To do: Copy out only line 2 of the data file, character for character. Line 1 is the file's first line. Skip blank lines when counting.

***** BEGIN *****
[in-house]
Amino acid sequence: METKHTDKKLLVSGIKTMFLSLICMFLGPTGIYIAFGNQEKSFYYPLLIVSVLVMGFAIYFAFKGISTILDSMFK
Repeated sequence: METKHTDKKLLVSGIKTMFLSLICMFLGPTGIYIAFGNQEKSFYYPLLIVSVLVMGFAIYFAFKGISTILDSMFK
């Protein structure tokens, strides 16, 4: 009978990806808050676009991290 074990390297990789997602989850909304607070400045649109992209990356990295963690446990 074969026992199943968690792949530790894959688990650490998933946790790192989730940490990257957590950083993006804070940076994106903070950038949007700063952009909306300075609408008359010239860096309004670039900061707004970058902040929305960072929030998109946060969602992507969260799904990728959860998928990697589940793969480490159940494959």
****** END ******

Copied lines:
Amino acid sequence: METKHTDKKLLVSGIKTMFLSLICMFLGPTGIYIAFGNQEKSFYYPLLIVSVLVMGFAIYFAFKGISTILDSMFK